FOMC Policy Statement – nature of incoming data allow Fed to wait and watch
This post is a guest contribution by Asha Bangalore* of The Northern Trust Company.
The tone of the policy statement and details are largely close to expectations. The federal funds rate was left unchanged at 0%-0.25%. The statement reiterates Chairman Bernanke’s opinion that an economic recovery is underway, representing a significant departure from the August policy statement which noted that “economic activity is leveling out.” The outlook for inflation remains favorable in the Fed’s opinion due to “substantial slack” in the economy. In addition, the stability of longer-term inflation expectations was cited to rule out the case of an inflationary threat.
The last paragraph of the Fed policy statement is devoted to the outlook of monetary policy. The Fed left the stance unchanged to read as follows: “The Committee will maintain the target range for the federal funds rate at 0 to 1/4 percent and continues to anticipate that economic conditions are likely to warrant exceptionally low levels of the federal funds rate for an extended period.” The translation here is that Fed is on hold for several months.
The plan to buy mortgage-backed securities of $1.25 trillion is extended to the first quarter of 2010 from the end of 2009. The target amount has not been changed; to date, the Fed has bought two-thirds of the planned amount. The Fed’s purchases of $300 billion of Treasury securities will be completed by the end of October 2009. To date, the Fed has purchased 94% of the target.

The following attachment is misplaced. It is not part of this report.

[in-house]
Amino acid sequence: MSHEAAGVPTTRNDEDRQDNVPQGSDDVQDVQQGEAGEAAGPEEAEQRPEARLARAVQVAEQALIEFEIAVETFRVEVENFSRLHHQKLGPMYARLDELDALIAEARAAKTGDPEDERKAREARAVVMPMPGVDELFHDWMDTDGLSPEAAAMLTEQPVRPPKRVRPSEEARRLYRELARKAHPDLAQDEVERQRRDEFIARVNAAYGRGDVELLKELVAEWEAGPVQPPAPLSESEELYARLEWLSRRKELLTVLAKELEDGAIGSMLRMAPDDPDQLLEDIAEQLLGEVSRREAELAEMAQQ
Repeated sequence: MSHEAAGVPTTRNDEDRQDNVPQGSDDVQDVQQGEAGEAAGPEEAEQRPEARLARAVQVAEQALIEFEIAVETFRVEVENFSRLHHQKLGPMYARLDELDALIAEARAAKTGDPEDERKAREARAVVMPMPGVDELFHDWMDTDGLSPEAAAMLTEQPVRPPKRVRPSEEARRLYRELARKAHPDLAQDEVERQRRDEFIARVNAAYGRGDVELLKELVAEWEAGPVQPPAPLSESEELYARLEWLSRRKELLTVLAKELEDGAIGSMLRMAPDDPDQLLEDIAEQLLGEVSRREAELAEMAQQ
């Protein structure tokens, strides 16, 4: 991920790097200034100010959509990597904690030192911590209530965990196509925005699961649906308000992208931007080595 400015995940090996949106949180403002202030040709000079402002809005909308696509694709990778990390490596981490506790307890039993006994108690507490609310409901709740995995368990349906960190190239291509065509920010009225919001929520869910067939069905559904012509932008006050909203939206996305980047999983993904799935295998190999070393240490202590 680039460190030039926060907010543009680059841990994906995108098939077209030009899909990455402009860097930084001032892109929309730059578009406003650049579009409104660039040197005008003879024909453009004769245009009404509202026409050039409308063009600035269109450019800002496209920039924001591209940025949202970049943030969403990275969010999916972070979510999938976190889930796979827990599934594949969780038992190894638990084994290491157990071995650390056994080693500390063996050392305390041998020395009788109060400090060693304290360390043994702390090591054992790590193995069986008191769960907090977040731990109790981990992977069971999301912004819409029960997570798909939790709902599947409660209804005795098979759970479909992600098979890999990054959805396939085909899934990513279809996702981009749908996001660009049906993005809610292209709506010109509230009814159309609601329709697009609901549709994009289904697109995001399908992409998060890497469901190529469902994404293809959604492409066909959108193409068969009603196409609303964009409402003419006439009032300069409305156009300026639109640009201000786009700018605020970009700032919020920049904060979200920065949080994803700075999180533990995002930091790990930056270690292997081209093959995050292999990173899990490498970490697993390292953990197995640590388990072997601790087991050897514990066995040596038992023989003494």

In the effort to make Fed communication transparent and accessible, I humbly request that this long-winded sentence, which has appeared in the April, June, August, and September statements, be more succinct next time around:
“Although economic activity is likely to remain weak for a time, the Committee continues to anticipate that policy actions to stabilize financial markets and institutions, fiscal and monetary stimulus, and market forces will contribute to a gradual resumption of sustainable economic growth in a context of price stability.”
Source: Asha Bangalore, Northern Trust Daily, September 23, 2009.
* Asha Bangalore is vice president and economist at The Northern Trust Company, Chicago. Prior to joining the bank in 1994, she was consultant to savings and loan institutions and commercial banks at Financial & Economic Strategies Corporation, Chicago.
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